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Part Chimp

They play a fair few songs from the new album, (and the first to be released following their reunion last year, following a five-year break), Iv released today. And that’s Iv, not the numeral for four. The riffs on the new songs are slow, heavy, fully doomy and laced with a psychedelic stoner infusion. There’s no pretence or posturing: there’s a keen sense that these are regular guys, who have regular lives, and when they’re not doing regular stuff, they’re making music. Music that’s noisy, dense and jarring, yet in a perverse way has the capacity to be immensely uplifting. They’re relentless, and play hard, and, as is only fitting, there’ a lot of hair being thrown about down the front. It’s music to go apeshit to. Part Chimp: All Brilliant.

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Christopher Nosnibor

Life is stressful, and life is strange. Our understanding of the world is built on a web of infinite lies, distortions, misrepresentations, and, essentially, a version of history which is skewed. This was an angle pushed by Willian Burroughs as far back as the early 1960s, and which subsequently came to be a key aspect of postmodern theory: amidst the blizzard of information, historians sift through the ‘facts’ and ascribe them narrative significance and superiority over one another, while at the same time forging a linear version of events which necessarily frames them in a position of cause and effect.

Tony Curtis’ Hypernormalisation documentary presents an alternative perspective of those events, and rationalises the semi-fictionalised version of events which has become accepted as the narrative of historical fact, in the name of simplification, and primarily for political end. The music of Manchester-based duo worriedaboutsatan features on the soundtrack to this epic documentary and, indeed, many other projects for film and television. Hypernormalisation is one of those works which makes you feel tense and uncomfortable. On the other hand, the music of worriedaboutsatan, while built on what on the surface may appear to be jarring incongruences, offers a conduit to escape the horrors of the modern world in some small but precious way.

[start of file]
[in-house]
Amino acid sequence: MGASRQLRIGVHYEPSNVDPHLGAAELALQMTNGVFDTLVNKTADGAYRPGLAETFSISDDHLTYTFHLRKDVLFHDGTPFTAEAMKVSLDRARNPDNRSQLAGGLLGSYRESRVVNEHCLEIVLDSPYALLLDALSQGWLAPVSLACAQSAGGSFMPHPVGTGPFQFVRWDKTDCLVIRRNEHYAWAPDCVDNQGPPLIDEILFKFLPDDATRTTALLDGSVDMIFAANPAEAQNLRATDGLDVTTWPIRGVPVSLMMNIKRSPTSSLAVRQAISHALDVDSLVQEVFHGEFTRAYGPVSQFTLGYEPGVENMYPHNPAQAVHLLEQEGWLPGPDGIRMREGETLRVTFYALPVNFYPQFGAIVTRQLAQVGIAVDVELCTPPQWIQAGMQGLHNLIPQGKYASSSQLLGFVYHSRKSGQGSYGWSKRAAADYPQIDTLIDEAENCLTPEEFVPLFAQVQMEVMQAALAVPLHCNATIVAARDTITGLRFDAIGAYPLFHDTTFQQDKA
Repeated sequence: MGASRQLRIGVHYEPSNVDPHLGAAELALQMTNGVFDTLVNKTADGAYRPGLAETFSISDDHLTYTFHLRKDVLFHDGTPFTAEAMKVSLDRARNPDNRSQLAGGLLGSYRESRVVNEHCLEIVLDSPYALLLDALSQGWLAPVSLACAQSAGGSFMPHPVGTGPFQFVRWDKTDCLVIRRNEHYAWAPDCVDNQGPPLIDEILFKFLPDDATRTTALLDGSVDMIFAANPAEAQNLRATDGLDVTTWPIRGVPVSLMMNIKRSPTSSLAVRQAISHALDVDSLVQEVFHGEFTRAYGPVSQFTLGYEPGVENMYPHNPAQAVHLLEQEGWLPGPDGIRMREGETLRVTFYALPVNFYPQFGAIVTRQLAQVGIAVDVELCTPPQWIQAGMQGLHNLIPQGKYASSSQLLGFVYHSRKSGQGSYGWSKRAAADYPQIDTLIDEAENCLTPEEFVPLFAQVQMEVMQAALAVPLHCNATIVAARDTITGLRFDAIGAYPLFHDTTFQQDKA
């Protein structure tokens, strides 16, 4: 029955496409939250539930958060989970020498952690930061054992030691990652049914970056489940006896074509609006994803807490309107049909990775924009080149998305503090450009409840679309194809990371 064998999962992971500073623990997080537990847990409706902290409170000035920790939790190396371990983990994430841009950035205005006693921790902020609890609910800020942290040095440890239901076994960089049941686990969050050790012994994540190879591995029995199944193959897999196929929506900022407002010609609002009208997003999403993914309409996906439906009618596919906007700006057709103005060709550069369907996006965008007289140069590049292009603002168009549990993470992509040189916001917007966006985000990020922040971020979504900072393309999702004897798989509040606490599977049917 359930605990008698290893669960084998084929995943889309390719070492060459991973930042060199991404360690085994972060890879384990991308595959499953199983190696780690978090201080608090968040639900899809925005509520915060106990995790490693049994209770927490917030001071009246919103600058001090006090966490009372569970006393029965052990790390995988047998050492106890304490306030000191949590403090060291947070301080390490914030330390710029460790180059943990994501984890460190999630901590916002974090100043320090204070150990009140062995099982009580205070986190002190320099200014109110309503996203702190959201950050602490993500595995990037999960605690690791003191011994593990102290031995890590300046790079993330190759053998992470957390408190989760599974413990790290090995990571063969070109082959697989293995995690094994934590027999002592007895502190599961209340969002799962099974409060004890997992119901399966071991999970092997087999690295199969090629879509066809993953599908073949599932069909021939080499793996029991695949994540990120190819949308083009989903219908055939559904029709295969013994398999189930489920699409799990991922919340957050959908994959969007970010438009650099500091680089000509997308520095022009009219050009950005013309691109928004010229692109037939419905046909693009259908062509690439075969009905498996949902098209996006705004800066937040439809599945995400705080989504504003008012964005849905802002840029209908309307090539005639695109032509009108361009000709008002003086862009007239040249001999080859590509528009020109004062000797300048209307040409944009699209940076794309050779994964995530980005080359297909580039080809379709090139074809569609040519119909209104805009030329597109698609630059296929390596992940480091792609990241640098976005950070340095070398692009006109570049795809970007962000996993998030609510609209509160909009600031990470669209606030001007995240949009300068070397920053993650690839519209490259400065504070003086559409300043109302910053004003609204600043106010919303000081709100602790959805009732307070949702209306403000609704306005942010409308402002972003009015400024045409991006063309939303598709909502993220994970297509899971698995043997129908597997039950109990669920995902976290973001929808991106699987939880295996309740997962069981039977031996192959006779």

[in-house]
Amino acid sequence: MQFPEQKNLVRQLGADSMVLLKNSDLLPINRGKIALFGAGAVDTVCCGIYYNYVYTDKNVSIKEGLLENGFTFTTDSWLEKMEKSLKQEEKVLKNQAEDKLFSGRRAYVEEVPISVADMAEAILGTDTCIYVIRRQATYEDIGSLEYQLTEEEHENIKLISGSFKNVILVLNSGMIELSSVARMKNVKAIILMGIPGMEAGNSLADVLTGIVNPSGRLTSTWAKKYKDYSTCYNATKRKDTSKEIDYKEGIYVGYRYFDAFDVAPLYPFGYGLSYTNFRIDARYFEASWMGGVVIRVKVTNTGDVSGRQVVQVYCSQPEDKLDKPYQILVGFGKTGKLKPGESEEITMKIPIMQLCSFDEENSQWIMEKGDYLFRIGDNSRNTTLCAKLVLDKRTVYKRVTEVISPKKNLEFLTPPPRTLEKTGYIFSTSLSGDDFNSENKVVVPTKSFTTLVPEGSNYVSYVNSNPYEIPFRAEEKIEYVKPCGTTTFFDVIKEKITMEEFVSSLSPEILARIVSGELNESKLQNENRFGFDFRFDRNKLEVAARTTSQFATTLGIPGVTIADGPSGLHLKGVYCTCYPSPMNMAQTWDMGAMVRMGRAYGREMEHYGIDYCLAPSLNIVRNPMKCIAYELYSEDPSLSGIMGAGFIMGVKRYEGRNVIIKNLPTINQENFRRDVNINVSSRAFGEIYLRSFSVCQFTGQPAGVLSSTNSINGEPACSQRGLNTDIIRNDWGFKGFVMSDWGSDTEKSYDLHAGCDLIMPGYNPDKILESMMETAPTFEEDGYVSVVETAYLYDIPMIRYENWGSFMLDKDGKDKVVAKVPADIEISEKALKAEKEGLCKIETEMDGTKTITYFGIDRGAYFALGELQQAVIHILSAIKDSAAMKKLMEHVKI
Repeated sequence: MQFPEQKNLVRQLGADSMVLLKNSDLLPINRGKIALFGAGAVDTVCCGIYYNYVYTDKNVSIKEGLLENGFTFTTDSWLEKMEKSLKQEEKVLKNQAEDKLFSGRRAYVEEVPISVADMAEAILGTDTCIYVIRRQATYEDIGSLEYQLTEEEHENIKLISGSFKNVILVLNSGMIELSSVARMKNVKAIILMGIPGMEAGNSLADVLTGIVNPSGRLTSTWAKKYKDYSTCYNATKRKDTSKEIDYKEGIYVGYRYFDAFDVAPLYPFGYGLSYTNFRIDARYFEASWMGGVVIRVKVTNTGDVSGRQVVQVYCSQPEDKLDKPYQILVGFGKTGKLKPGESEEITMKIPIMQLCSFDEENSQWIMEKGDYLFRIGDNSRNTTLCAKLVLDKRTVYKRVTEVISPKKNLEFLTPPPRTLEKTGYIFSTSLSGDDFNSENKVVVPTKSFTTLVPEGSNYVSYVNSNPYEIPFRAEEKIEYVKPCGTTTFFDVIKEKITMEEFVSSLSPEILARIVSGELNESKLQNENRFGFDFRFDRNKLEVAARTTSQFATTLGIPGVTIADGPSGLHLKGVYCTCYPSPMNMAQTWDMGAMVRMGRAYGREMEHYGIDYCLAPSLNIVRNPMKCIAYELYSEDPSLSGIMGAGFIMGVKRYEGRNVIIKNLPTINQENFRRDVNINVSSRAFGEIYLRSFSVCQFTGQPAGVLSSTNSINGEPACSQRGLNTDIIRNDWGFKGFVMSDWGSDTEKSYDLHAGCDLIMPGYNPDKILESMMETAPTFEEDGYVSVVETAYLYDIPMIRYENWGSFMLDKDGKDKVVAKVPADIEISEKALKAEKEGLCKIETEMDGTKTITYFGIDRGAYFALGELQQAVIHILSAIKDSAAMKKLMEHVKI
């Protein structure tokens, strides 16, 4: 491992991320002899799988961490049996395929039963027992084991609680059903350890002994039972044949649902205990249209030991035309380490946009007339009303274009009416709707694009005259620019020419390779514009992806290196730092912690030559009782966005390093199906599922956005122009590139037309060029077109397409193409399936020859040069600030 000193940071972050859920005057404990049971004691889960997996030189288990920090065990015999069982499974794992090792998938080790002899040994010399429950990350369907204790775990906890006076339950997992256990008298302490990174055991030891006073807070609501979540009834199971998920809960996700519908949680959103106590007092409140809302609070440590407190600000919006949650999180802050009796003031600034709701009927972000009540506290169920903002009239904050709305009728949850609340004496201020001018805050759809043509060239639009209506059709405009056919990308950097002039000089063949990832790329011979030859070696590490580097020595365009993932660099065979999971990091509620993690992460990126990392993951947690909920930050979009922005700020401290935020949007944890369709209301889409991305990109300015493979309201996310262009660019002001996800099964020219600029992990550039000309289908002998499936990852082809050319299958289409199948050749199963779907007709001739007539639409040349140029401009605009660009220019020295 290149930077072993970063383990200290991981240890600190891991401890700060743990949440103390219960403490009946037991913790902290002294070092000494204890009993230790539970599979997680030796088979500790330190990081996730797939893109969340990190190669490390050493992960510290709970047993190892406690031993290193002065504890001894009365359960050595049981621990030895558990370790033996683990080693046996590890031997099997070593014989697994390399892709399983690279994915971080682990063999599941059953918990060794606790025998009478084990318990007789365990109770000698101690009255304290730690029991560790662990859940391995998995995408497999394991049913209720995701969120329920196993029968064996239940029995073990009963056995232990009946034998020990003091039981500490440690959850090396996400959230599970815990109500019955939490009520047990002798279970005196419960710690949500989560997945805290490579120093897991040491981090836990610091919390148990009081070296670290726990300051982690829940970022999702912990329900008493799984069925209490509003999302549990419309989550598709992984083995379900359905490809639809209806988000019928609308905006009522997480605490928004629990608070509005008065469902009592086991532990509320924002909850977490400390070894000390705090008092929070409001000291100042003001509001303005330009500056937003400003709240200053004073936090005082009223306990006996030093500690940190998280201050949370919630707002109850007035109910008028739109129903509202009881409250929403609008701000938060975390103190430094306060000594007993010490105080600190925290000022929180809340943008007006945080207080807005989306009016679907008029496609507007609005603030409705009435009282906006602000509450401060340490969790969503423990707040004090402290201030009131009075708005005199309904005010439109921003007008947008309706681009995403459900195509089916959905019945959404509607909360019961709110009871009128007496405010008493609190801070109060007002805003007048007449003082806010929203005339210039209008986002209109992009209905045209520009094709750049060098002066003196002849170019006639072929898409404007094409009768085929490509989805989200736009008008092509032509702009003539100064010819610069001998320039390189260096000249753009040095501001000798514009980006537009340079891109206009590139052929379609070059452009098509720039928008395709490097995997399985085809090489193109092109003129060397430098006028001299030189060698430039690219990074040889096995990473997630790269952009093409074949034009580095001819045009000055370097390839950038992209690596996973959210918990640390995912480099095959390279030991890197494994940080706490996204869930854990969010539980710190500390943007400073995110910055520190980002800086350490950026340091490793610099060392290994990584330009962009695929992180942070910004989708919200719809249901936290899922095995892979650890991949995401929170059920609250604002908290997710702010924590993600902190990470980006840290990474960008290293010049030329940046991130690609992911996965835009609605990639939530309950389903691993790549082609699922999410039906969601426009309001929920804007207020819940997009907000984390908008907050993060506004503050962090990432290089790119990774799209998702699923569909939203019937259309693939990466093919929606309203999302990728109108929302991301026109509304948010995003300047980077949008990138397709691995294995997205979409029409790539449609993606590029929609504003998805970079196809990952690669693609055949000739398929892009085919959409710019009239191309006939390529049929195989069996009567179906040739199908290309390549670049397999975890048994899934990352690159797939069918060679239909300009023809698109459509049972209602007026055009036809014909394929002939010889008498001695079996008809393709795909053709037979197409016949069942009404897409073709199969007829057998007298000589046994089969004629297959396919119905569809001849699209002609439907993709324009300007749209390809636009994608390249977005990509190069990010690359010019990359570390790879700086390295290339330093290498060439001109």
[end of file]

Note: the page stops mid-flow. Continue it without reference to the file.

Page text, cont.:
Tonight’s event is the fifth and final date of a mini-package tour which serves as something of a platform for the type of music favoured by the label, This is it Forever, run by Gavin Miller and Thomas Ragsdale, aka worriedaboutsatan (and also for a time, Ghosting Season), with Sunset Graves – the brainchild of Andy Fosberry, who also happens to run microlabel 3rd and Debut providing a complimentary yet subtly contrasting coalition.

Sunset Graves’ material could reasonably be lodged into the brackets to techno and electro. And while it would be just to praise the swirling ambience which eddies around the set, and the meticulous architecture of progressive beats which defines the sound, any objective appraisal of the performance will inevitably fall short. And herein lies the magic of Sunset Graves: the carefully-considered and yet equally intuitive structures and the attention to texture and detail disappears in the enrapturing experience of simply experiencing it in the moment. Playing in near-darkness, the man with the short back and sides and the Sonic Youth ‘Confusion is Sex’ T-shirt makes musical alchemy.

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Sunset Graves

The same is true in many respects of worriedaboutsatan, an act who have evolved immensely over the course of the last decade. Without doubt, while they continue to exist on the fringes, the word of music is all the richer for their presence. Way back, they could be described as post rock with glitchy beats. In fact, I probably did describe them as precisely that. In fact, my first review of them in 2009 contained the following: ‘The scratchy click and pop beats give way to thunderous pounding rhythms, and Tom, arched over the Mac, looks like an alien hardwired into the mains as he twitches spasmodically. Meanwhile, lurking in the gloom, Gavin adds depth and texture with drones by means of guitar played with a violin bow.’